State Wants To Invoke Eminent Domain Over Private Property For USA Parkway Construction

USA Parkway
USA Parkway image: NDOT.

The Nevada Department of Transportation (NDOT) issued a condemnation letter in June to the owners of two parcels in Silver Springs that the state said it needs to complete the USA Parkway.

Condemnation is basically the same as eminent domain.

“Eminent domain is a right granted to the Nevada Department of Transportation to take private property for public use, with compensation,” said Meg Ragonese, NDOT’s public information officer.

USA Parkway, which will connect Interstate 80 with U.S. Highway 50 east of Sparks, construction begins soon, according to the state.

But one last piece of property is needed, and after failed negotiations with the property owner, the state transportation board is scheduled to hear the matter Monday, July 11, 2016 at 9 a.m. in Carson City.

Dario Passalapi, a developer and private property owner of the Silver Springs property, said that he purchased the land to build a gas station to serve the highway’s drivers, but when he closed on the property he discovered NDOT had plans to build the highway through the parcel.

He said he then bought the adjacent parcel for the gas station. Although he purchased the land for $449,000 in 2015, state records show that NDOT originally offered less than half the land’s original value, or $207,000, later in the same year.

Passalapi said independent appraisers have valued the property at $750,000 to $1.6 million, but NDOT disputes these values.

The state agency originally offered him the $207,000 but later upped its offer to $484,000.

Passalapi ultimately made his lowest counteroffer of $755,000. State documents claim his lowest counter offer was $855,000, and two letters were hand-delivered to him by an NDOT employee last month notifying him of the condemnation.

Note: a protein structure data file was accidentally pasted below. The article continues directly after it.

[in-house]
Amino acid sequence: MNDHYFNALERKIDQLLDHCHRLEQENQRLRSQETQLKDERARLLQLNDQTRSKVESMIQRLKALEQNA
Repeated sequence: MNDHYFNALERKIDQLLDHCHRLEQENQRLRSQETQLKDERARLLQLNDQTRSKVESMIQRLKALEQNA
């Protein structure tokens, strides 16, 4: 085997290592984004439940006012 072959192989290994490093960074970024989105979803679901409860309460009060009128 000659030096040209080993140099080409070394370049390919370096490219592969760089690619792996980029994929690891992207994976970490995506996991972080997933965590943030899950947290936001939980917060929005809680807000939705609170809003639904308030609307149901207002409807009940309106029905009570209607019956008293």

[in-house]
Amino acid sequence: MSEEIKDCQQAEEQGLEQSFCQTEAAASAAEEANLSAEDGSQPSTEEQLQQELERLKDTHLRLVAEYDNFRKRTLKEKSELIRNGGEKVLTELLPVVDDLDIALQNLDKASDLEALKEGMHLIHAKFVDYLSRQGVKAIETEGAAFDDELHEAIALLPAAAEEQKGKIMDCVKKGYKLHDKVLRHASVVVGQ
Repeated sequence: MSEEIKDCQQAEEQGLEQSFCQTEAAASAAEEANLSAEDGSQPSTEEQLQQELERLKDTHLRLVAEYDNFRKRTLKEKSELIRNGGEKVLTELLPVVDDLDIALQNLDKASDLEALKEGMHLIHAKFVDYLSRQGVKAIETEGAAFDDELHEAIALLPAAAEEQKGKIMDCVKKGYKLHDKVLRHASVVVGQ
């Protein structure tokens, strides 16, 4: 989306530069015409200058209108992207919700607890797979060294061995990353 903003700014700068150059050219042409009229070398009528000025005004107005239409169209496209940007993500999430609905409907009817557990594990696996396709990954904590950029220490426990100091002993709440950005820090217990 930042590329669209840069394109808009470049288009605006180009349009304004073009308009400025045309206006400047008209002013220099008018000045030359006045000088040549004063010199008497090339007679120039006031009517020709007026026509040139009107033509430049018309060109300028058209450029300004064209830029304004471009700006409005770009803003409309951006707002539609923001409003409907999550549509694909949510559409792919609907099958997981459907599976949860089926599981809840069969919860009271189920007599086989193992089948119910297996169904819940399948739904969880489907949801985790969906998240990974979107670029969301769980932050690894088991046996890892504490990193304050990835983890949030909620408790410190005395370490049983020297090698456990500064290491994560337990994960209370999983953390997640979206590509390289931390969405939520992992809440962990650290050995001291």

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At this point, Passalapi said he “doesn’t want to sell. Just move the road, and I’ll be happy.”

NDOT Public Information Officer Meg Ragonese said that nobody from the agency could comment on this particular case, but News Channel 4’s Terri Hendry reported on the story in June.

NDOT’s Chief Right of Way Agent, Ruth Borrelli, said the agency did not “lowball” Passalapi.

“We owe it to the taxpayers to pay fair market value, but we also are obligated under strict laws to fairly compensate property owners,” she said. “Lowballing is against the law.”

After the Monday hearing, Passalapi said that it could be up to a judge to decide the property’s fair market value, an option that he said would force him into expensive litigation.

He said he is losing thousands of dollars a month while his property remains undeveloped because of how long the negotiations with NDOT have taken.

“A condemnation resolution is requested so that the Department can certify right-of-way to meet the project schedule,” according to NDOT documents.

Ragonese sent a statement that said NDOT’s offer is fair for everyone: “The goal is to treat homeowners, business owners and tenants as fairly and equitably as possible and to be sure they will not suffer disproportionately as a result of projects designed for the benefit of the public as a whole.

“But, it’s also important to remember that we must protect Nevada taxpayers by ensuring that properties needed for highway improvements are purchased at reasonable market value and are a valid use of taxpayer funds.”

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Bob Conrad is co-founder of ThisisReno. He manages ThisisReno and Conrad Communications, LLC, his marketing communications consulting company. He also works part time for the University of Nevada, Reno.